Queensland police get new powers to tackle terrorism
New Queensland laws to help police fight terrorism, including powers to turn phones, high-tech fridges and other devices into surveillance tools, have passed Parliament.
The laws give police more powers during and following attacks, including to search people or vehicles without a warrant during a declared terrorist emergency.
It would also give police the power to turn existing devices into surveillance devices during a declared emergency, including by remotely installing software, when the life, health or safety of a person was in danger.
Member for Capalaba Don Brown said many foiled terrorist attacks were as a result of tip-offs from the community.
“We need to ensure that we have stronger ties with the Muslim community, not push them away.”
Police Minister Mark Ryan said the debate on the bill came after the recent arrests in Sydney.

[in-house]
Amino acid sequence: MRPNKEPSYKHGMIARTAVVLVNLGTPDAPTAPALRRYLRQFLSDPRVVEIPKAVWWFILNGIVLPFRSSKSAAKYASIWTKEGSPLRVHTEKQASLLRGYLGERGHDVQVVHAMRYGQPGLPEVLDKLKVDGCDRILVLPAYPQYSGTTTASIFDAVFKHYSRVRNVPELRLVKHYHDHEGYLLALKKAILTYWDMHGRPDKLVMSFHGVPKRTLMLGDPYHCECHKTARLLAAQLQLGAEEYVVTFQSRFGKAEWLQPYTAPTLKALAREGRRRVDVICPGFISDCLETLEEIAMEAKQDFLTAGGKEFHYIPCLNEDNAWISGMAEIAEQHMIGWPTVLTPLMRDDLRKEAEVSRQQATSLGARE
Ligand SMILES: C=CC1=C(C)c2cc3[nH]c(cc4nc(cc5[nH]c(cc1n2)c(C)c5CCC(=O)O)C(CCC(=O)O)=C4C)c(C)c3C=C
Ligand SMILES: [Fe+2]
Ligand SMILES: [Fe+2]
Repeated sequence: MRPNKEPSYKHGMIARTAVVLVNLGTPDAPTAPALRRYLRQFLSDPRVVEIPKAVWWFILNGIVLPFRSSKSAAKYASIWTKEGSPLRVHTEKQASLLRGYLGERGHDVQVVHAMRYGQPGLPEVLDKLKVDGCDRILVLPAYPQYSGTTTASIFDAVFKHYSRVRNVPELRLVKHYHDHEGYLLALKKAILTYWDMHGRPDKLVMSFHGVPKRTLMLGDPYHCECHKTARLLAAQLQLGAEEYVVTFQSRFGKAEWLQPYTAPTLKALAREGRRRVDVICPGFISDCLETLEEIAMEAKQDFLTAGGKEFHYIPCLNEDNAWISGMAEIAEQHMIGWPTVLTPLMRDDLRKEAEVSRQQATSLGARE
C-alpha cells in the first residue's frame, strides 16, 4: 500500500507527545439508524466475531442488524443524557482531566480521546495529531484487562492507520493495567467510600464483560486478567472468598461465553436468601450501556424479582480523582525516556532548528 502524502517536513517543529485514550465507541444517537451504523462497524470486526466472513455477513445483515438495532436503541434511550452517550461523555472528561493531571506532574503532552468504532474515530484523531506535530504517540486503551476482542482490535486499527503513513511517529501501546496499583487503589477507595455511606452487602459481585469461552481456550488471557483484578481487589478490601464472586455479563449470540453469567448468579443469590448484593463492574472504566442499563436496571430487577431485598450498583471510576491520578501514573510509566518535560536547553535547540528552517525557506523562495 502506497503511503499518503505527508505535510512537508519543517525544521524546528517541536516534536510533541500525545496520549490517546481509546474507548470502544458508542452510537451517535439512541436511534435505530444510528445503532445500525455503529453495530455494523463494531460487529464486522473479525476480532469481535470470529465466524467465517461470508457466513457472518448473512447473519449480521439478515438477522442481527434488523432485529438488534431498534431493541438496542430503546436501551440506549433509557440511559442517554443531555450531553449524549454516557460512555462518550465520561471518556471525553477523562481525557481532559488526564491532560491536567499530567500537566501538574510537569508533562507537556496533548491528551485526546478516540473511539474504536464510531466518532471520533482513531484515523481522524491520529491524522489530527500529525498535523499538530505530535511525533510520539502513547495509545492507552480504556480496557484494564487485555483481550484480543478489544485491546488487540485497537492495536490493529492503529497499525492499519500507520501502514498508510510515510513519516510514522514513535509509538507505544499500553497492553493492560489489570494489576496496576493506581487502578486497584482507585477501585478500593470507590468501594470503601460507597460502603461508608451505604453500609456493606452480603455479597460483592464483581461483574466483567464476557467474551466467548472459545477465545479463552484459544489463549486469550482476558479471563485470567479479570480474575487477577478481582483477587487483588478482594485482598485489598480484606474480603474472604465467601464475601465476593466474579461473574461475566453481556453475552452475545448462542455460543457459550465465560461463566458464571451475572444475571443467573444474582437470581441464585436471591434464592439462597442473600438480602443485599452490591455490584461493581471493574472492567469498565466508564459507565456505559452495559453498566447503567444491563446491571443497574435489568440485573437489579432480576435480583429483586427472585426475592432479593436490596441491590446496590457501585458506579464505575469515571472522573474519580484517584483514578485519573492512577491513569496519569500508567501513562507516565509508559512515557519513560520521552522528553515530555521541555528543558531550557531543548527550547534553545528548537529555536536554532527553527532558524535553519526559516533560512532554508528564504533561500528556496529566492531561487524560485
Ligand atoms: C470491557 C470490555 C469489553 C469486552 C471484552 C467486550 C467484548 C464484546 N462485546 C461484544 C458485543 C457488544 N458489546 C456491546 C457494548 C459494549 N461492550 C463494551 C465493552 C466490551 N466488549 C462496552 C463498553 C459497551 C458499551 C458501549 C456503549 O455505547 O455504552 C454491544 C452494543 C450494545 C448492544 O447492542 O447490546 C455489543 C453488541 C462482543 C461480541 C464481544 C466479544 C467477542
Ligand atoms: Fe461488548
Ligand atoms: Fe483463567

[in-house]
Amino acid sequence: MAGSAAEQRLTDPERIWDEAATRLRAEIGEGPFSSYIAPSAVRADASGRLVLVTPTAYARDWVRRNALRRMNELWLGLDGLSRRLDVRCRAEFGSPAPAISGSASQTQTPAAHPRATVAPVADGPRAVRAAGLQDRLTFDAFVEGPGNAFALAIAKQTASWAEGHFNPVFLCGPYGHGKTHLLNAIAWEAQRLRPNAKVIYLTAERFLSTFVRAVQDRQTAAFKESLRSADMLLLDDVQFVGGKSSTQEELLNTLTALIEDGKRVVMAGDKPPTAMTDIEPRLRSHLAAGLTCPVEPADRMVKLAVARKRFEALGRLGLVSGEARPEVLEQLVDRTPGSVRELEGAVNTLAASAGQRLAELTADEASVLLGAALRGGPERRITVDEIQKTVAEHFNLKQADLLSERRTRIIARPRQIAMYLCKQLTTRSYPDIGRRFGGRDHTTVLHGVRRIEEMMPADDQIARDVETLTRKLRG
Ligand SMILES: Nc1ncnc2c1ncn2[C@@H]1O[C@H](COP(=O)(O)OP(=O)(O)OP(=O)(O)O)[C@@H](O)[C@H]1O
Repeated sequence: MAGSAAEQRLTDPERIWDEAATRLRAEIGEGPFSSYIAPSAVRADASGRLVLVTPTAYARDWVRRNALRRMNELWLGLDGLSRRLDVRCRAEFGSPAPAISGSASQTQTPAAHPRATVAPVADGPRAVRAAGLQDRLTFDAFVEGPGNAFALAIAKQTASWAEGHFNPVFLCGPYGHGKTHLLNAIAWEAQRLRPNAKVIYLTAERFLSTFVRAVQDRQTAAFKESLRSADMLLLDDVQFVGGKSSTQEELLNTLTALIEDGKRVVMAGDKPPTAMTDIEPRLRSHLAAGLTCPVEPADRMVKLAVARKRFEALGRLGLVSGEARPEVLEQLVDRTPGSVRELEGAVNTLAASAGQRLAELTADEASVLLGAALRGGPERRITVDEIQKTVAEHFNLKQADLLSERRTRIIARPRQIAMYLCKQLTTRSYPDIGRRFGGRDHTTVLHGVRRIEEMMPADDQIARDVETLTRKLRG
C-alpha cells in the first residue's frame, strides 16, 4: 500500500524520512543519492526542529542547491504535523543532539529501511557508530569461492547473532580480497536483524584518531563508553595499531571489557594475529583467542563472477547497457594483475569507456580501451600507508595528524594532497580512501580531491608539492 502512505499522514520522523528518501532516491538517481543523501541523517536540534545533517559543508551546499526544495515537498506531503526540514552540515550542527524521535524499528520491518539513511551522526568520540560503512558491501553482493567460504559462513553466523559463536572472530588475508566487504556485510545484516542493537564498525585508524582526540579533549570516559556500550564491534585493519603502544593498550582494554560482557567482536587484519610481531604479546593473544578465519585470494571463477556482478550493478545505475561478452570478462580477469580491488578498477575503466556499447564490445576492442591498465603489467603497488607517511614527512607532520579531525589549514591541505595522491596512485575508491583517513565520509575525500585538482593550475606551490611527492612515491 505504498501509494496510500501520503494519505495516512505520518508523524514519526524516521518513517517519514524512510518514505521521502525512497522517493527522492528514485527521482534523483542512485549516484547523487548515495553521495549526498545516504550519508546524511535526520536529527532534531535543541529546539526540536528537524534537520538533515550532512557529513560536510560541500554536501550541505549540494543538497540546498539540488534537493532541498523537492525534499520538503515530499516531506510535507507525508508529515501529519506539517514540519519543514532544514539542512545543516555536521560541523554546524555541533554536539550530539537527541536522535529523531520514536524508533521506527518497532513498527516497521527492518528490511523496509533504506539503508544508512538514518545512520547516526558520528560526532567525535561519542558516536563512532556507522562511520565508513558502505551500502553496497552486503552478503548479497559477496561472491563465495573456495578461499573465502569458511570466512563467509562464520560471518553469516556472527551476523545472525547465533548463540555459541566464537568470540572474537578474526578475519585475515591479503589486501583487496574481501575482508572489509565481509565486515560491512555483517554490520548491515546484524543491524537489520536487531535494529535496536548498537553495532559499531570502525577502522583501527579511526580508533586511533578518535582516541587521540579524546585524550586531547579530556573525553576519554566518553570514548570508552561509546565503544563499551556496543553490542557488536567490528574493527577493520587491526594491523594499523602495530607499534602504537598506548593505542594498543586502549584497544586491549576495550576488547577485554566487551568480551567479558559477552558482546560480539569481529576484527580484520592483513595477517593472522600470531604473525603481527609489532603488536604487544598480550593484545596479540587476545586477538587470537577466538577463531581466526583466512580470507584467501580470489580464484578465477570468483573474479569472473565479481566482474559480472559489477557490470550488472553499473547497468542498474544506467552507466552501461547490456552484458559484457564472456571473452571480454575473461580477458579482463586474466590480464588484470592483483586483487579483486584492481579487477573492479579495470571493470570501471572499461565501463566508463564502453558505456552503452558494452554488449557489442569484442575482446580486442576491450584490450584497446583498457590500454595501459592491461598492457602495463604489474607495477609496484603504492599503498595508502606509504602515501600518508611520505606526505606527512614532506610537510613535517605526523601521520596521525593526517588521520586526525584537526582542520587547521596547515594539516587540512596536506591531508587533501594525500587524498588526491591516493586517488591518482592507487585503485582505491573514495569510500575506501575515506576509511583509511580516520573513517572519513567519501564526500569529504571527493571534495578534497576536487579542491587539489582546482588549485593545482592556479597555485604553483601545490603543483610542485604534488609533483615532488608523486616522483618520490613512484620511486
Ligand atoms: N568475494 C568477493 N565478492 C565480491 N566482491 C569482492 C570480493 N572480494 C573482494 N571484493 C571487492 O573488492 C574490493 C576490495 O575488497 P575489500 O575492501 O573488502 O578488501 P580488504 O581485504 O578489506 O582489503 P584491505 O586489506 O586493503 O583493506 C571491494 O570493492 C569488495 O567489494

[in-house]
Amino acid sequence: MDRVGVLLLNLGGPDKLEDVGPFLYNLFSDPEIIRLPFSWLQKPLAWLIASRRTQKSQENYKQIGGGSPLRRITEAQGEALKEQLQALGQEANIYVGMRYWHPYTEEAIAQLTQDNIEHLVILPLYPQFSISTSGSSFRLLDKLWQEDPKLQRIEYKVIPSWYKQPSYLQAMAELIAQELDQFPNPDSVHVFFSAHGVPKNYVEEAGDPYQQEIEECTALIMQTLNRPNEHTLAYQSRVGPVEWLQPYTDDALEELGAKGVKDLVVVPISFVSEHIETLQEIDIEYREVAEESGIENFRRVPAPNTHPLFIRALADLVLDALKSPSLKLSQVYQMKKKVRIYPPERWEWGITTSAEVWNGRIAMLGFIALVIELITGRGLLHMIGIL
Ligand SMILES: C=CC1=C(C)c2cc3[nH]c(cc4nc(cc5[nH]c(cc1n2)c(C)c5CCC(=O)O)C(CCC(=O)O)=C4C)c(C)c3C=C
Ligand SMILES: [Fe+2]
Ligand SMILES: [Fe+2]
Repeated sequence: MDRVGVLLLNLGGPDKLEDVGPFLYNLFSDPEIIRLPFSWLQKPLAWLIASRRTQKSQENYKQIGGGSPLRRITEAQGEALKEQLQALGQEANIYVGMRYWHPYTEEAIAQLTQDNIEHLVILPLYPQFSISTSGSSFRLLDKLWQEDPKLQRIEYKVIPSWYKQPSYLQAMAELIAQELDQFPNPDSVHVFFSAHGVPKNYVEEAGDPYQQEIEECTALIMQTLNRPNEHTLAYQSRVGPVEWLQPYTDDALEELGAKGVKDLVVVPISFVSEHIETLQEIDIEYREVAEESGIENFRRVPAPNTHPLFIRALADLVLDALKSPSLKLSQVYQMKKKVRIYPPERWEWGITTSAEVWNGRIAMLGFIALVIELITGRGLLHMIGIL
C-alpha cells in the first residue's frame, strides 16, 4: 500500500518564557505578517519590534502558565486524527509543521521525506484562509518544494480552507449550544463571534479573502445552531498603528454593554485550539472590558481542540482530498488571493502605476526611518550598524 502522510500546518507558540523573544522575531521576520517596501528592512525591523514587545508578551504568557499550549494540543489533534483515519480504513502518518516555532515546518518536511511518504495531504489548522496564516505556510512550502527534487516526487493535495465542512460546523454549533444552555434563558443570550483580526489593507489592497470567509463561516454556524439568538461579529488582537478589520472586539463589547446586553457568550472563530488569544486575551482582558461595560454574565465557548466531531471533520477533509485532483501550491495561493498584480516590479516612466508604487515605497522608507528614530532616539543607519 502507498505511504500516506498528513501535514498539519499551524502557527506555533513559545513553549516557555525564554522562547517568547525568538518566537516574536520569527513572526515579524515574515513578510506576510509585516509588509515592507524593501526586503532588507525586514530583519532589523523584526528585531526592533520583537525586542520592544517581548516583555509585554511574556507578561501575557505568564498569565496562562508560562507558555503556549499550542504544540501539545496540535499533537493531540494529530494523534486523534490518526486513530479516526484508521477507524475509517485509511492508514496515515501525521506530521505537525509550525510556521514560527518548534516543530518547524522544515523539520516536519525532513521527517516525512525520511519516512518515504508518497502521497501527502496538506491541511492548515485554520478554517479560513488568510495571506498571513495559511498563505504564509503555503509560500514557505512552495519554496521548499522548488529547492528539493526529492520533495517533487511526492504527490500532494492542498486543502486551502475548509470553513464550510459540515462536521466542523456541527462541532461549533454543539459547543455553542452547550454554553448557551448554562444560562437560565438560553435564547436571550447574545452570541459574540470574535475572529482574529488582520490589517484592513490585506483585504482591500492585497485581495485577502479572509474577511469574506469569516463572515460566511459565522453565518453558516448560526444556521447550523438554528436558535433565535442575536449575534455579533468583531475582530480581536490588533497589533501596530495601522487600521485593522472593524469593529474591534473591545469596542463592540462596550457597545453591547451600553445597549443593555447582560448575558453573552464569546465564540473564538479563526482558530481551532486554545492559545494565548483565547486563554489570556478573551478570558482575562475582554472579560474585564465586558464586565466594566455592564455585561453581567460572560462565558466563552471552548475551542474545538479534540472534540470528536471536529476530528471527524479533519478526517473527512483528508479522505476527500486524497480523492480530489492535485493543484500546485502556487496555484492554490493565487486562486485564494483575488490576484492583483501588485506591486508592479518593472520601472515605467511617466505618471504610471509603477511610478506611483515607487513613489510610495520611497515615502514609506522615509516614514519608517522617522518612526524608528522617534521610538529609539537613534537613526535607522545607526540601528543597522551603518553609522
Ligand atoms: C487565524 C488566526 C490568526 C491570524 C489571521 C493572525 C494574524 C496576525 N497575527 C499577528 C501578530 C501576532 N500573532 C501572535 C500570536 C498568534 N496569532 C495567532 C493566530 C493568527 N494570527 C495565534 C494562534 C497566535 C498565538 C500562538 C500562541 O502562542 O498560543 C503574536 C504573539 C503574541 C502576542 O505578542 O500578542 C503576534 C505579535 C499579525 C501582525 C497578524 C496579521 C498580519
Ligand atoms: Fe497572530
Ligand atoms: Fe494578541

“Unfortunately those events are not without precedent,” he said.
“Within the last three years, there has been five terrorist attacks in Australia and 13 major counter-terrorism disruption operations undertaken in response to planned terrorist attacks.
“This serves as a stark and sobering reminder that threat of terrorism to our country and community is very real.”
Mr Ryan said police needed the powers to respond to terrorism and other threats, while legislation needed to strike the balance between protection of the community and individual rights.
Police Commissioner Ian Stewart previously remarked officers could turn a fridge into a covert listening device.
“It is not outside the realm that, if you think about the connected home that we now look at quite regularly where people have their security systems, their CCTV systems and their computerised refrigerator all hooked up wirelessly, you could actually turn someone’s fridge into a listening device,” Mr Stewart said in July.
Opposition Police spokesman Tim Mander said Australians must remain vigilant.
“We all hope that the powers being implemented in this legislation are never needed in Queensland but we should also be realistic,” Mr Mander said.
“These are extensive powers needed at this time but we must also ensure that they have the appropriate judicial oversight and that monitoring of these powers acts to ensure they are used effectively and appropriately.”